And it never can be, for the same reason that you can keep dividing a number by two forever, and the resulting number will get extremely small…but it will never reach zero.

So what do these two examples tell us? If the natural contribution of CO2 to the greenhouse effect was ZERO, then the warming effect of our addition of 300 ppm would be relatively large. But if the natural contribution of CO2 to the greenhouse effect was already large, then the incremental warming effect of adding more will be small.

An extreme example would be Venus, which has 230,000 times as much CO2 in its atmosphere as Earth does. Our addition of CO2 to that atmosphere would have essentially no effect.

The point is that knowing what percentage of the Earth’s natural greenhouse effect comes from carbon dioxide alone tells us little of use in determining how much warming might result from adding more CO2 to the atmosphere.

How Much is the Earth’s Greenhouse Effect Enhanced by Adding More CO2?
This is the question we should be asking, and it can be easily answered with a couple of numbers quoted in the Schmidt et al. article.

Schmidt et al. assumes the commonly quoted 33 deg. C as the amount of surface warming due to the Earth’s greenhouse effect, and for the time being I will assume the same. (In my next blog post, I will explain why this number is NOT a good measure of the Earth’s greenhouse effect.)

Thirteen years ago, Danny Braswell and I did our own calculations to explore the greenhouse effect with a built-from-scratch radiative transfer model, incorporating the IR radiative code developed by Ming Dah Chou at NASA Goddard. The Chou code has also been used in some global climate models.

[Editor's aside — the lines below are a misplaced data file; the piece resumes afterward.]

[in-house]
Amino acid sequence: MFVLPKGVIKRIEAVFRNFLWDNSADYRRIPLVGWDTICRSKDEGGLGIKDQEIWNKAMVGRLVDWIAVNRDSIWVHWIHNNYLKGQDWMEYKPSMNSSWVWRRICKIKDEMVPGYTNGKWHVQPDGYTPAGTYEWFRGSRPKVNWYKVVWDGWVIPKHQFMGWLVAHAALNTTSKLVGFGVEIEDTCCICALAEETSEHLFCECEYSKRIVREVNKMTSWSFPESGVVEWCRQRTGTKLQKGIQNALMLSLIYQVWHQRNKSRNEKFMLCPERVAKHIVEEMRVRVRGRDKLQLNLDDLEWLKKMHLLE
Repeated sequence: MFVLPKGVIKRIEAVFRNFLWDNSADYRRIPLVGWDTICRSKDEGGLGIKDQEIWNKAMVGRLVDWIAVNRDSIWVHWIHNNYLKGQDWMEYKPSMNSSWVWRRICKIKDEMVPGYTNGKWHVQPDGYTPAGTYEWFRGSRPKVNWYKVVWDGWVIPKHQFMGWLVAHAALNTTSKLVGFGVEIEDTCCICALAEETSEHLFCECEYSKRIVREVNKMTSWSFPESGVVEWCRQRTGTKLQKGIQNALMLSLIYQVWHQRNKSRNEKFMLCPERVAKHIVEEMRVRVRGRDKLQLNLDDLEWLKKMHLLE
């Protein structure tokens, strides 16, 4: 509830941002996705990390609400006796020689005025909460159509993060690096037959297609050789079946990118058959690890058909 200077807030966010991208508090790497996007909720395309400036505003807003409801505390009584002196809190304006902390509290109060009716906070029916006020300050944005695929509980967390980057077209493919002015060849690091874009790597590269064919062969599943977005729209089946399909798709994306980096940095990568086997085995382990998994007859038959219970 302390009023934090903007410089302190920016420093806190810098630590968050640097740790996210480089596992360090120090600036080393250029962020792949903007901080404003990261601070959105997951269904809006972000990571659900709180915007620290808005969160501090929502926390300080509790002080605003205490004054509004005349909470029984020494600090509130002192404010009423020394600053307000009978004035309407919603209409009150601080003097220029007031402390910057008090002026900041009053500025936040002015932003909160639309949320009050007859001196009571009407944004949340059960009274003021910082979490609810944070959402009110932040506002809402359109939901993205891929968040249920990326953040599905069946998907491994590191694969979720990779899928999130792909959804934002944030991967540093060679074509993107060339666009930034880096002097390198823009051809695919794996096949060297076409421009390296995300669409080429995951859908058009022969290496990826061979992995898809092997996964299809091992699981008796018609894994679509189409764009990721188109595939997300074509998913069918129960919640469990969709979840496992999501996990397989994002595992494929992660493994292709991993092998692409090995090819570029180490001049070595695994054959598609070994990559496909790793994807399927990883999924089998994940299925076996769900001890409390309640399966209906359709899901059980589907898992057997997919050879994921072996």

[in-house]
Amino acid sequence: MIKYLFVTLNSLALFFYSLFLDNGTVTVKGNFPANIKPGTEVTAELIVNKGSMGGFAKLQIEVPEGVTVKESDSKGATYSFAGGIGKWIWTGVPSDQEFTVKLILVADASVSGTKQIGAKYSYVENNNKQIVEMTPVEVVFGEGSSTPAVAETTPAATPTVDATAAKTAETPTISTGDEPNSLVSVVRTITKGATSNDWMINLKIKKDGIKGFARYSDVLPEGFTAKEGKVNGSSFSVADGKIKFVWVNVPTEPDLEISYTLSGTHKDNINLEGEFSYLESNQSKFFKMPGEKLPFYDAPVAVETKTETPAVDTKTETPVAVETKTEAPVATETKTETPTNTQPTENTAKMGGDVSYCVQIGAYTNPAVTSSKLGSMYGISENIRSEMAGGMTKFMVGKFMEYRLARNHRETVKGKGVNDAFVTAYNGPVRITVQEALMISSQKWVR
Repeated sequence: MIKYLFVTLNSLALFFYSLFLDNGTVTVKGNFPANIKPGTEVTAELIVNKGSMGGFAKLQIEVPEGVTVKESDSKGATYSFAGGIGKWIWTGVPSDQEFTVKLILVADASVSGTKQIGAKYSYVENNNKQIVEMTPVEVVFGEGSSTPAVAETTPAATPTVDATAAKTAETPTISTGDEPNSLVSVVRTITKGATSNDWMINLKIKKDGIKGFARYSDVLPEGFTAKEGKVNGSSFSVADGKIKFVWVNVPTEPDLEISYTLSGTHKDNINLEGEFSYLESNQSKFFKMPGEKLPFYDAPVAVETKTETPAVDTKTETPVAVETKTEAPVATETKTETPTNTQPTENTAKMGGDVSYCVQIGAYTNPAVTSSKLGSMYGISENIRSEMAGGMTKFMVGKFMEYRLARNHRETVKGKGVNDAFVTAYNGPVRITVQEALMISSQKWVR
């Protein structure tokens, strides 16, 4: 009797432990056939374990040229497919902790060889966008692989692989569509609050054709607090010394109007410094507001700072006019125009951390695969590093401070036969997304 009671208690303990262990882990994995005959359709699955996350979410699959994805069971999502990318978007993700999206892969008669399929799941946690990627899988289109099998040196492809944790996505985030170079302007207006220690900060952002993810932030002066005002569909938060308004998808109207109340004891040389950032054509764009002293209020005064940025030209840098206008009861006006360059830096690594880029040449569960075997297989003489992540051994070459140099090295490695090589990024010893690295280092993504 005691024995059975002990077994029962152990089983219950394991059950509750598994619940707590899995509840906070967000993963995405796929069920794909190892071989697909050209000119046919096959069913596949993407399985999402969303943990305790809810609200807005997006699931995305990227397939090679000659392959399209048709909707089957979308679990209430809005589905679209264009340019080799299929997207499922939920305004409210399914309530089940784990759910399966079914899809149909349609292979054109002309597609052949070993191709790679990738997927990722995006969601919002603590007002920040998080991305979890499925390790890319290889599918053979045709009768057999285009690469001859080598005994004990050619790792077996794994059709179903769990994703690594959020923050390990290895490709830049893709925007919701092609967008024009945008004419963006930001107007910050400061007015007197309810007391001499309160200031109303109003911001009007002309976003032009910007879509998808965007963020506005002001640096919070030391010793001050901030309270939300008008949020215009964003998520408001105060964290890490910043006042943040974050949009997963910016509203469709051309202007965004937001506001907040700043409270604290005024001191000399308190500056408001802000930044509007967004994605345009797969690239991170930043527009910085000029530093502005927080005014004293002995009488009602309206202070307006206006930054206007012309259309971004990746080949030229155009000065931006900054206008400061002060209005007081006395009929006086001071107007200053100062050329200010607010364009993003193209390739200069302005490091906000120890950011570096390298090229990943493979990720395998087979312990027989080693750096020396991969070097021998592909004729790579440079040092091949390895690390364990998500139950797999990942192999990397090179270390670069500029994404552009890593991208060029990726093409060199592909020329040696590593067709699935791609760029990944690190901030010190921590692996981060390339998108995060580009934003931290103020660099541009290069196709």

We calculated, as others have, a direct (no feedback) surface warming of about 1 deg. C as a result of doubling CO2 (“2XCO2”).

So, this immediately gives us numbers we can use to compute a percentage increase in the greenhouse effect: Doubling of atmospheric CO2 (which will probably happen by late in this century) enhances the Earth’s greenhouse effect by about (1/33=) 3%.

This value (3%) for the enhancement of the Earth’s greenhouse effect from our addition of CO2 is much smaller than the 20% value that Schmidt et al. get…but remember that we are addressing two different issues. I claim what we should be interested in is the relative size of our enhancement of the greenhouse effect, rather than how much of the Earth’s natural greenhouse effect is due to CO2. The latter question really proves nothing about how much effect adding MORE CO2 to the atmosphere will have.

Next Time: Why 33 deg. C is a Misleading Number

In my next post, I will discuss why the use of 33 deg. C for surface warming due to the greenhouse effect is very misleading. The issue is not new, as it has been known since the 1960s. I wasn’t aware of its central importance to the global warming debate until Dick Lindzen published his 1990 paper, Some Coolness Concerning Global Warming.